Last update 7/7/2011 1:25:00 PM (GMT+7)

Teens bury themselves in online cemetery
VietNamNet Bridge - “I have made a lot of mistakes. I built this tomb for myself to wish for parents’ forgiveness. I will not be in this life for long,” one wrote on his tombstone in the online cemetery.

Discovering Vietnamese youth’s “online cemetery”

The tomb of Wolahh.

On their own tombstones, youngsters expressed their standstill and negative thought, which originated from pressures from studies, family break-down and their parent’s neglect.

The most impressive tomb of this kind, is member Wolahh’s tomb, which was made in April 2010. According to the tombstone, the owner was born in 1994 and he experienced tense and hard day before his “death”.

The boy wrote on his tombstone: “Tomb! The place where a human being will return. Live, wander, being stubborn, uncontrollable and proud. I build this tomb for myself. The fate kills one person, an innocent boy. I brought here my wrongdoings, hatred, crazy thoughts and affected face to bury them deeply. From tomorrow I will hold my head up to start again from beginning… though I know that I’m going to go far away…”

This boy explained his lamentable situation: “Since I was born, I have been away alone. Nobody recognizes my right to live. I have been always a puppet of my family. Each step, each word of mine is arranged. I decided to change it when I was a 7th grader.”

“I became uncontrollable. My family is well-off. I rushed into the games that are not designed for me. I made fuss, fight, … This year, when I’m a 10th grader, my family incurred losses and went bankrupt. I had time to stop hate them to look back myself. I want to return but it is too late. I have lost my future. I will not live in this life for long. Those who cheered me before have turned their back to me. I have no friends besides me.”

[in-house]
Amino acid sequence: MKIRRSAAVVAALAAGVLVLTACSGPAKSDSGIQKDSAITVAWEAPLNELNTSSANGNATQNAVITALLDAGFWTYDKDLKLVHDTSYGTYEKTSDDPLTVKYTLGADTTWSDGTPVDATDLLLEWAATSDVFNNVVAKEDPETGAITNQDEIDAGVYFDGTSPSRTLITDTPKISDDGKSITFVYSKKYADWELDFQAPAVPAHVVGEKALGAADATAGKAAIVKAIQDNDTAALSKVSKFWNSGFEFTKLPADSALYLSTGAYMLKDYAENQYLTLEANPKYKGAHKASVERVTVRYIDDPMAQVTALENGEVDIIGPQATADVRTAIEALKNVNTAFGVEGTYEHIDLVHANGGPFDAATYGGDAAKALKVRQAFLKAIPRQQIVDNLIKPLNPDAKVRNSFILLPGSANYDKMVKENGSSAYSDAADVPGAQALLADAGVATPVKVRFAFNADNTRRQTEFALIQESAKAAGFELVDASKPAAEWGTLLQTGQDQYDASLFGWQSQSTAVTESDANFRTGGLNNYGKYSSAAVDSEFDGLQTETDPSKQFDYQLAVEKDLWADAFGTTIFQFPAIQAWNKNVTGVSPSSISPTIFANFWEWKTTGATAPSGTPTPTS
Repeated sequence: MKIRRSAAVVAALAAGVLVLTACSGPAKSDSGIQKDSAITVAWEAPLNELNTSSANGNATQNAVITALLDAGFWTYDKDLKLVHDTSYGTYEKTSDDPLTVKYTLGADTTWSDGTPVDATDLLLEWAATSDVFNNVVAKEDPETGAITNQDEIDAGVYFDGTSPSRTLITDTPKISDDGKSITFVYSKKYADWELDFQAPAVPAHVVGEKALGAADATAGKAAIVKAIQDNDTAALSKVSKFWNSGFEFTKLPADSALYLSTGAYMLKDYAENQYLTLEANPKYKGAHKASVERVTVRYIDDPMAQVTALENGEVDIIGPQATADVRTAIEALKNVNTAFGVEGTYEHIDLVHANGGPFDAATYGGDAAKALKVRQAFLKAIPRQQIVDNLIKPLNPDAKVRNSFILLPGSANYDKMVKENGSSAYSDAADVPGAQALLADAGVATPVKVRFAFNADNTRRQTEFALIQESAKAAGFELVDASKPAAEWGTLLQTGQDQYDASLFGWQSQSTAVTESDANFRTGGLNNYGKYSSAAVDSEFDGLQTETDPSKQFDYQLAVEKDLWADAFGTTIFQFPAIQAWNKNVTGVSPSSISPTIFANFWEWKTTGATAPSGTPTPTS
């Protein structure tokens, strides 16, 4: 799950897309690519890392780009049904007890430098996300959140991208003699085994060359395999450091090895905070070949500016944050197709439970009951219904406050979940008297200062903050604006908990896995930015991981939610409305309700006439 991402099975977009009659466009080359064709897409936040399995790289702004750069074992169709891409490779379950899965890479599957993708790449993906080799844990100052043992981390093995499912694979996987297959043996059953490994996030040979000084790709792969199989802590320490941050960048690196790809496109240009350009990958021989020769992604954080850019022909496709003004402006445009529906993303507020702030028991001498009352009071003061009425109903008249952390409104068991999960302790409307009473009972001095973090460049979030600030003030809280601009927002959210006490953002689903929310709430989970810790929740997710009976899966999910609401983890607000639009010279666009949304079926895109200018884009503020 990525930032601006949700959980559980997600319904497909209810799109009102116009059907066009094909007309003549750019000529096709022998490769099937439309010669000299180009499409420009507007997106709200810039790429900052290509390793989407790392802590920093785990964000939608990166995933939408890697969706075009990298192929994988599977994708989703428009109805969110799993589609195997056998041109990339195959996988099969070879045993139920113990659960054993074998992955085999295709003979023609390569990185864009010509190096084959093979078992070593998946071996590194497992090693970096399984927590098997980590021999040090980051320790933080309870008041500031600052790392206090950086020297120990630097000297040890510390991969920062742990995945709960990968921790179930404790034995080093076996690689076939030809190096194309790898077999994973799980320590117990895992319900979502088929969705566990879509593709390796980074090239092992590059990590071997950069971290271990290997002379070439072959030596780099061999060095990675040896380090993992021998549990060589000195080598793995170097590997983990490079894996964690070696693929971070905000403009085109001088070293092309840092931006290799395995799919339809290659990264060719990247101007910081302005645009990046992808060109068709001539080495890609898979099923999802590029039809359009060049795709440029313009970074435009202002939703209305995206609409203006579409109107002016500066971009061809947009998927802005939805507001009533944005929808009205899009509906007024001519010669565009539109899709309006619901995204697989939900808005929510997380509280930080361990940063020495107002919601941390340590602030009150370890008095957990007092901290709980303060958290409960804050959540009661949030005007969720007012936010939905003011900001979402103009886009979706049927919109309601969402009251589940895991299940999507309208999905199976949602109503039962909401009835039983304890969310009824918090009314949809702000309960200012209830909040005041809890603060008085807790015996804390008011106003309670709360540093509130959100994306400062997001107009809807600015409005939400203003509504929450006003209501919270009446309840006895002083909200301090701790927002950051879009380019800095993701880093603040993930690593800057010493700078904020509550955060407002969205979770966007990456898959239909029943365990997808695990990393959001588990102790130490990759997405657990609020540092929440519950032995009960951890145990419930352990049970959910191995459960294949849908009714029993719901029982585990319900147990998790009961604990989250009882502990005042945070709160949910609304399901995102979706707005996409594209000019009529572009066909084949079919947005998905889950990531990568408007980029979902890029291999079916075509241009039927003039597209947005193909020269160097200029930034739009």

“Looking my mother’s sadness, my heart is very painful. But I cannot do anything when it is too late. How will she be when I – her only child – will go away forever?”

Reading wolah’s tombstone, everyone knows what his trouble is. Hundreds of people burned candles for him to share their sympathy.

“Let the past sleep to stand up and start again though your life is short”. “Let’s overcome everything to return to your family. Just single day is also worthy. Let’s try!”… they wrote.

The tomb owner was consoled by these comments. He answered: “I hope to live well and happily in my last days. Thank you very much for your consolation!” This is the last lines from this member.

Many members in this online cemetery guessed that wolah has passed away and they still burn incense for him, send flowers to him and pray for the salvation of his soul.

Most of people who build their own tombs are teens, who are facing changes of themselves and pressures from their families and society. The tombs are places where they doff their pressure, standstills, mistakes and wrongdoings to continue a better life. These things they cannot share with anyone in their real life.

“From now on, the coward and inferiority-feeling human being

inside me has been dead,” one wrote on his/her tombstone.

“Sometimes I thought why I’m in this life? What has the life given me so I have to treat it well? A meaningless life without a single joy…” a member who was born in 1992 wrote on his/her tombstone.

This member made his/hear tomb to bury difficulties, sad days to have a new life. Someone bury their inferiority complex in virtual tombs to become new people. Some others dare not to confess their wrongdoings to their families so they build virtual tombs to confess and ask for their parents’ forgiveness.

“From now on, the coward and inferiority-feeling human being inside me has been dead,” one wrote on his/her tombstone.

“Let’s forgive me! I have been suspended from university for two years for gambling,” wrote a male student, who is the great hope of his poor family in the countryside.

In a short interview with VietNamNet, doctor of psychology Nguyen Kim Quy was surprised about these virtual tombs. She said that the modern youth are facing great pressure and challenges. Building virtual tombs may be a way to “liberate” standstills that they cannot share with anyone, even their parents.